In the beginning, the White House claimed that the special ops deployment was temporary. But by June 2016, the Washington Post was reporting that “the U.S. military now plans to keep a small force of Special Operations advisers in Yemen… for the foreseeable future.” And that has yet to change, so consider us now directly involved in an undeclared land war in that country.

Compared to the horrors of Iraq and Syria, the slaughter, displacement, and starvation in Yemen may seem like small potatoes — except, of course, to the people living and dying there. But precisely because there are no U.S. economic or military interests in Yemen, perhaps it could be the first arena in Washington’s endless war on terror to be abandoned.

Missing (Reward Offered for Sighting It): Congressional Backbone

I vividly recall a political cartoon of the 1980s that appeared at a moment when Congress was once again voting to send U.S. aid to the Contra forces fighting the Sandinista government in Nicaragua. Having witnessed firsthand the effects of the Contra war there, with its intentional military strategy of attacking civilians and public services as well as its use of torture, kidnapping, and mutilation, I found those Congressional debates on sending money, weapons, and CIA trainers to the Contras frustrating. The cartoon’s single panel caught my mood exactly. It was set in the cloakroom of the House of Representatives. Suspended from each hanger was a backbone. A blob-like creature in a suit could just be seen slithering out of the frame. The point was clear: Congress had checked its spine at the door.

In fact, in every war the United States has fought since World War II, Congress has effectively abdicated its constitutional right to declare war, repeatedly rolling over and playing dead for the executive branch. During the last 50 years, from the Reagan administration’s illegal Contra war to the “war on terror,” this version of a presidential power grab has only accelerated. By now, we’ve become so used to all of this that the term “commander-in-chief” has become synonymous with “president” — even in domestic contexts. With a Trump administration on the horizon, it should be easier to see just what an irresponsible folly it’s been to allow the power of the presidency and the national security state to balloon in such an uncontrolled, unchecked way.

I wish I had the slightest hope that our newly elected Republican Congress would find its long-lost spine in the age of Donald Trump and reassert its right and duty to decide whether to commit the country to war, starting in Yemen. Today, more than ever, the world needs our system of checks and balances to work again. The alternative, unthinkable as it might be, is looming.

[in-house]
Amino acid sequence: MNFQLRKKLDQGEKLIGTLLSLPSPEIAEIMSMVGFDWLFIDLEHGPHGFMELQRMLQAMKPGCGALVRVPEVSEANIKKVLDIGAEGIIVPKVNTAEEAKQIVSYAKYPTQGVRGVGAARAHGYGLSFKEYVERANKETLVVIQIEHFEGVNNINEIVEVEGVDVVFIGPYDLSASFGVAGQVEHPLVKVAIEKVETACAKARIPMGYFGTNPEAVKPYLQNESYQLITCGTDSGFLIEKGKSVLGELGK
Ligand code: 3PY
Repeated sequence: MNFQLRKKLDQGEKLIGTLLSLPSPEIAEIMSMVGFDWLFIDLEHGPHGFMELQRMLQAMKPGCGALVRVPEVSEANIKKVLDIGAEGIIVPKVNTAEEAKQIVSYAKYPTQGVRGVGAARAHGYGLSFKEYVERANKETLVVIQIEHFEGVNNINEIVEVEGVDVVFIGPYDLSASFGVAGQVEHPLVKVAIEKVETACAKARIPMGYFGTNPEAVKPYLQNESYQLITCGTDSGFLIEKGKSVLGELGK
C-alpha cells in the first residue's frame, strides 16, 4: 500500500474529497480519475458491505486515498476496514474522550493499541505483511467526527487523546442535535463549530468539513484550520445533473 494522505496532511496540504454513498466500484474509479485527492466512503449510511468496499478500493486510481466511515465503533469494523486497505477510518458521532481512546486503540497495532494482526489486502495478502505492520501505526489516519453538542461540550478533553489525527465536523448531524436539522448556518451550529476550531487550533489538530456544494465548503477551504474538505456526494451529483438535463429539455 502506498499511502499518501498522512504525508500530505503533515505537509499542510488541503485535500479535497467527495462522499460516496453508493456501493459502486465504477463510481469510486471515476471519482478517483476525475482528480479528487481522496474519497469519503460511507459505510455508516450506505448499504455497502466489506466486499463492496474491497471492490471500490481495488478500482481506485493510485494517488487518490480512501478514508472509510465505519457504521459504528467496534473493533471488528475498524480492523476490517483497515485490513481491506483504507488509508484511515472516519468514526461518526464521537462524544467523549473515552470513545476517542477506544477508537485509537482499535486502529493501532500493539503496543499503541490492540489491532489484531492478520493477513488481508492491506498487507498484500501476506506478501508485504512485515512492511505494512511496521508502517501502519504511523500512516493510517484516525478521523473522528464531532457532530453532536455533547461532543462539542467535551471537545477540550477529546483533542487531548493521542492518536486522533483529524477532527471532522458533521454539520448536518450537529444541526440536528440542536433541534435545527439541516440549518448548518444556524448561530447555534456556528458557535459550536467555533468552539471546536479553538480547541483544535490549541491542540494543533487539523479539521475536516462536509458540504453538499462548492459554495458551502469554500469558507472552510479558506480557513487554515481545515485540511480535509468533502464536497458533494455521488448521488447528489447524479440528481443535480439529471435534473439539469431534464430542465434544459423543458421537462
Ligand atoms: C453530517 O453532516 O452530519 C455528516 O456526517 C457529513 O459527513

It’s 2016. We know where our bombs are. Isn’t it time to bring them home?

Tomgram: Rebecca Gordon, Yet Another Undeclared U.S. War

Syria and the Left

Back in 2013, I was in Sydney, Australia, promoting Olivier Morel’s magnificent film, On the Bridge, a documentary featuring U.S. veterans, including myself, who struggle to assimilate to civilian life after returning home from the illegal and immoral wars in Iraq and Afghanistan.

At the time, virtually no one could’ve predicted the outsized role Syria would play in the global geopolitical landscape. Today, stories about Syria fill the airwaves. Hashtags about Syria flood social media outlets. And progressive and liberal media outlets hardly contain their absolute disdain for Putin and Russia.

During the Democratic Primaries of 2015/2016, the Liberal Class was more than willing to risk a potential nuclear conflict with Russia in order to score petty political points against Trump and the Republicans.

This, my friends, is the true scandal, not Russia’s supposed meddling in U.S. affairs, which is not only expected, but quite limited compared to the absolute hegemony U.S. intelligence agencies have in the arena of coups and interference in sovereign democratic affairs.

Back in Sydney, I met filmmaker Sean McAllister, a stocky Brit with a worn and serious face, who told me, “The U.S. created a ticking time-bomb in Syria.” In-between drinking his many beers, he continued, “You guys [U.S. Military] blew apart the whole god damn region!” Nodding, I ordered us another round of drinks and asked him more questions.

“When did you first get to Syria? What do you make of the current situation? Where can people find reliable information?”

Sean wasn’t interested in my questions. He went on his own rants about the brutalities of Assad and what it was like being a prisoner in the Assad regime’s “modern gulags,” as he referred to them:

Who the fuck are these people to tell me that my experiences don’t matter? I’m not paid by the British government. I’m not some fucking spy. I was lucky. I was only in the regime’s prisons for two weeks. I heard people being beaten and tortured and the screaming. You know what it’s like. You went to Iraq. I know vets. I can’t sleep for shit. I have at least a few beers at night to calm down and sleep. This stuff, you know, it stays with you forever. People don’t understand.